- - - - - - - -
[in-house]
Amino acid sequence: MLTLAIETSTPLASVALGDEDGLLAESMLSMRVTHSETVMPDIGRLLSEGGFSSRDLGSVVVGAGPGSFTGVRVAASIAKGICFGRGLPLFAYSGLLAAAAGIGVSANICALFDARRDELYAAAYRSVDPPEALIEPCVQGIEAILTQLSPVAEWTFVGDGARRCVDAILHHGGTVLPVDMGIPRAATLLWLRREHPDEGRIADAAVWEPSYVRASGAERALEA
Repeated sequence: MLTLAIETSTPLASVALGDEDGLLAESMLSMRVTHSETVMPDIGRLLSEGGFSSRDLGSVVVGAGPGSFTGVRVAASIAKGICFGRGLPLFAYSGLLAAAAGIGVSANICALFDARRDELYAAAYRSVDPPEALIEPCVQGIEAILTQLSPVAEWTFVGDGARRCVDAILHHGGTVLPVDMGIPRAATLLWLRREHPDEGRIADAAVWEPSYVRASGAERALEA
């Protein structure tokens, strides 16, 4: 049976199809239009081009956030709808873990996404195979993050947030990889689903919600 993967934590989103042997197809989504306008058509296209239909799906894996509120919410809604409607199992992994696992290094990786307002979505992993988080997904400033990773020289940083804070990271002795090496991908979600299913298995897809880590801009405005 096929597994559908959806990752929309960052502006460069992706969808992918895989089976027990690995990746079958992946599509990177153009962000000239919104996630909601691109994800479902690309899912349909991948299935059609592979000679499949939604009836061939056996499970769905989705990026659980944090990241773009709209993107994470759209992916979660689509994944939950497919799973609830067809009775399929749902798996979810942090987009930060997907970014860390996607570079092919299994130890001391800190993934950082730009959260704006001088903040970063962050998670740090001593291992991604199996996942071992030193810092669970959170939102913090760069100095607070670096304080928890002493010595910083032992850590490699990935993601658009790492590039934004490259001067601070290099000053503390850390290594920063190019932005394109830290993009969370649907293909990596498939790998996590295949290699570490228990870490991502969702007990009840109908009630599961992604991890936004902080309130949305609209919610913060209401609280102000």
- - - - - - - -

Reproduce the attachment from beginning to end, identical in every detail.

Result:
[in-house]
Amino acid sequence: MLTLAIETSTPLASVALGDEDGLLAESMLSMRVTHSETVMPDIGRLLSEGGFSSRDLGSVVVGAGPGSFTGVRVAASIAKGICFGRGLPLFAYSGLLAAAAGIGVSANICALFDARRDELYAAAYRSVDPPEALIEPCVQGIEAILTQLSPVAEWTFVGDGARRCVDAILHHGGTVLPVDMGIPRAATLLWLRREHPDEGRIADAAVWEPSYVRASGAERALEA
Repeated sequence: MLTLAIETSTPLASVALGDEDGLLAESMLSMRVTHSETVMPDIGRLLSEGGFSSRDLGSVVVGAGPGSFTGVRVAASIAKGICFGRGLPLFAYSGLLAAAAGIGVSANICALFDARRDELYAAAYRSVDPPEALIEPCVQGIEAILTQLSPVAEWTFVGDGARRCVDAILHHGGTVLPVDMGIPRAATLLWLRREHPDEGRIADAAVWEPSYVRASGAERALEA
């Protein structure tokens, strides 16, 4: 049976199809239009081009956030709808873990996404195979993050947030990889689903919600 993967934590989103042997197809989504306008058509296209239909799906894996509120919410809604409607199992992994696992290094990786307002979505992993988080997904400033990773020289940083804070990271002795090496991908979600299913298995897809880590801009405005 096929597994559908959806990752929309960052502006460069992706969808992918895989089976027990690995990746079958992946599509990177153009962000000239919104996630909601691109994800479902690309899912349909991948299935059609592979000679499949939604009836061939056996499970769905989705990026659980944090990241773009709209993107994470759209992916979660689509994944939950497919799973609830067809009775399929749902798996979810942090987009930060997907970014860390996607570079092919299994130890001391800190993934950082730009959260704006001088903040970063962050998670740090001593291992991604199996996942071992030193810092669970959170939102913090760069100095607070670096304080928890002493010595910083032992850590490699990935993601658009790492590039934004490259001067601070290099000053503390850390290594920063190019932005394109830290993009969370649907293909990596498939790998996590295949290699570490228990870490991502969702007990009840109908009630599961992604991890936004902080309130949305609209919610913060209401609280102000």